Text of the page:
Garcia said Annunciation House was prepared to take in more ICE detainees if the agency agrees to an orderly release as part of efforts to slow COVID-19 infections.
Conditions at El Paso Processing Center
In an unusual step, Montalvo toured the ICE detention facility on Monday along with the women’s attorneys to see conditions first-hand.
Benoit said ICE had taken a number of steps since the suit was filed on Friday, such as no longer having detainees sleeping above and below each other in bunk beds and providing masks to detainees. But he said conditions in the detention center remain dangerous, including ICE staff not following social distancing guidelines.
“Their facility still was not capable of providing the space necessary to make sure that every woman had six foot distance at all times,” Benoit said.
The attorney said ICE told him about 300 detainees remain in the El Paso Processing Center, which in the past has reported holding more than 1,000 people.
“Further release is really the only way that they’re gonna be able to get those numbers down to a place where they can safely socially distance the people that are left,” Benoit said.
Heidi Cerneka, an attorney with Las Americas Immigrant Advocacy Center in El Paso, represents the youngest and oldest women in the lawsuit in their pending immigration cases.
“Today we celebrate their release. But they should never have been detained. It will take years to recover their health, their sense of trust and safety after the physical and emotional trauma and damage caused by the unnecessary custody. And attorneys expended dozens, if not hundreds of hours to secure the release that should have been immediate,” Cerneka said.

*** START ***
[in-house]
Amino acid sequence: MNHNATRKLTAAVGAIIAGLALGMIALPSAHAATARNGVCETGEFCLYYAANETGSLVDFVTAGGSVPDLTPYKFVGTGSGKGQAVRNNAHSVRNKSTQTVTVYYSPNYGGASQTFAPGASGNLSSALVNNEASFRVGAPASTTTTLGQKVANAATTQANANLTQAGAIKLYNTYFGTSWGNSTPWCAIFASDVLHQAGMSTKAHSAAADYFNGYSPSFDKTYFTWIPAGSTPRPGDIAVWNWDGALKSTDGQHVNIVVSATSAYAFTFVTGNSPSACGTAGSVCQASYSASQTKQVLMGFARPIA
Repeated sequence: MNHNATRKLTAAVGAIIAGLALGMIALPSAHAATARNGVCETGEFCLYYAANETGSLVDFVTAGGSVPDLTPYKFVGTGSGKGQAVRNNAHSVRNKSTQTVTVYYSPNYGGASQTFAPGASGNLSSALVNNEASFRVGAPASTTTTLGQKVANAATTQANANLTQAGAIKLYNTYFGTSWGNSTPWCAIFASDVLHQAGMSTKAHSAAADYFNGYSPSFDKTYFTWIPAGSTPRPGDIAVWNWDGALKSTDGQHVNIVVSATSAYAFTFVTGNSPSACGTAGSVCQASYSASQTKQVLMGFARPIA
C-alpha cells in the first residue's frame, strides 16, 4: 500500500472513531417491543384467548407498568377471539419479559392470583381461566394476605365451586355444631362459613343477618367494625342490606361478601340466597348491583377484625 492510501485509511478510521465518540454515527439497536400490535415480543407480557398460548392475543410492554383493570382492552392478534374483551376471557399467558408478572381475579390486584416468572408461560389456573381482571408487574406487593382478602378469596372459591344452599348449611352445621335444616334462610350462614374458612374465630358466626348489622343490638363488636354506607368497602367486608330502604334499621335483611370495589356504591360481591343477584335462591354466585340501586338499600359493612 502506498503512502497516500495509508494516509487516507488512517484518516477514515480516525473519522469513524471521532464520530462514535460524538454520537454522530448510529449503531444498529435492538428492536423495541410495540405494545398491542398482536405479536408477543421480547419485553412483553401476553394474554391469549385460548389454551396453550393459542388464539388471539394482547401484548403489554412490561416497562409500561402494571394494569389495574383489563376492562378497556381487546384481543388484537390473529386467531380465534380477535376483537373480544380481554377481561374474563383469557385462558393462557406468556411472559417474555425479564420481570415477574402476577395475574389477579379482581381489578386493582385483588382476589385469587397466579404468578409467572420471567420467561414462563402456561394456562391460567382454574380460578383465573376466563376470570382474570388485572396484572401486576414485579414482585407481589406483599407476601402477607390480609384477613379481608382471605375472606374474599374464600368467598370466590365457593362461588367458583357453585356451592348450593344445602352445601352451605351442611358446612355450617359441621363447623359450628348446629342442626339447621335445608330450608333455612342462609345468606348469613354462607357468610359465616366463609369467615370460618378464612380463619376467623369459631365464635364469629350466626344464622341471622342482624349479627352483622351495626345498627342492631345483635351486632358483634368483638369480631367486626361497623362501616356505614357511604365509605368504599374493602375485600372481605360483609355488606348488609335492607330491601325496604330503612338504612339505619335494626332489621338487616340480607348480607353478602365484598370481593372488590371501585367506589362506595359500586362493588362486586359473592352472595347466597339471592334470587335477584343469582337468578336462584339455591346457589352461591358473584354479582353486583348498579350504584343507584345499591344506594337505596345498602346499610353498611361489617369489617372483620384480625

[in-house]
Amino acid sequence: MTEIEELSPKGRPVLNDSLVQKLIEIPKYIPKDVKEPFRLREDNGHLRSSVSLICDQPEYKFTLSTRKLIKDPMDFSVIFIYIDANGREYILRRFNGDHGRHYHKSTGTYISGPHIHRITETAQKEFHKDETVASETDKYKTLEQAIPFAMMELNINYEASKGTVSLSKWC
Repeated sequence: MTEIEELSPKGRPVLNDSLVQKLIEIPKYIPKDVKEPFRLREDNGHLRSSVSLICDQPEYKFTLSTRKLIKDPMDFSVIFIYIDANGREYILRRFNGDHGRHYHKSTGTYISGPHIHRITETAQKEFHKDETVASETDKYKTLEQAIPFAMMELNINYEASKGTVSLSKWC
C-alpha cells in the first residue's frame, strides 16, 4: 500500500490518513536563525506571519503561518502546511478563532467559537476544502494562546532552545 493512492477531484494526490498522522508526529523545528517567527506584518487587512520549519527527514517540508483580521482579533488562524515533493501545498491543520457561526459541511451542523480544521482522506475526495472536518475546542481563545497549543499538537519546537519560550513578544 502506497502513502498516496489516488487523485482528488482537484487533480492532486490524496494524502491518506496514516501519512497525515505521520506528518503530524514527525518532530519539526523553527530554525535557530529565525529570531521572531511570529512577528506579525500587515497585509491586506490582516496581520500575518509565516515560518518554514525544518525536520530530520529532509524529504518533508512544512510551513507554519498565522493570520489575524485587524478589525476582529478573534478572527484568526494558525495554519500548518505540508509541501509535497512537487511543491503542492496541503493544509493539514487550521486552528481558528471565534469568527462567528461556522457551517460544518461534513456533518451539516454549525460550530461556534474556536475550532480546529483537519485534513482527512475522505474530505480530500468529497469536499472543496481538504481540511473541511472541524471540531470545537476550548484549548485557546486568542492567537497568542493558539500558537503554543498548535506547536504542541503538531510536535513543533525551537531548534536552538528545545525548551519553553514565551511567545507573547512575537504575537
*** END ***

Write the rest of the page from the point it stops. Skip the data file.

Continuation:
Benoit declined to comment on whether further suits might be coming to seek release from El Paso ICE detention during the COVID-19 outbreak.
Similar lawsuits around the country
A number of lawsuits have been filed across the country seeking release of detainees as COVID-19 began spreading in March, with mixed results. This appears to be the first time ICE has settled such a lawsuit, Benoit said.
In a statement on Monday, ICE said it segregates detainees with symptoms of COVID-19. Detainees who have been exposed to people with COVID-19 also are separated from the general population, the agency said.
ICE has released 700 people considered at risk of COVID-19 complications, but more than 30,000 people remain in its custody across the country. As of Monday, 360 detainees nationwide had tested positive for COVID-19, including seven at the El Paso Processing Center.
ICE detainees are not accused of crimes. They are held while in a civil process to determine their immigration status. The agency has broad discretion for people going through immigration court hearings, including providing alternatives to detention.
The six women were represented by attorneys from Texas RioGrande Legal Aid and the University of Texas School of Law Civil Rights Clinic.
Cover photo: Immigration and Customs Enforcement’s El Paso Processing Center, where six women were released on Wednesday after suing to seek their freedom over fears of COVID-19 infection.
Disclosure: Chris Benoit, one of the attorneys representing the six women in a lawsuit against ICE, also is representing Robert Moore of El Paso Matters in a Freedom of Information Act lawsuit against ICE, Customs and Border Protection and the Department of Health and Human Services.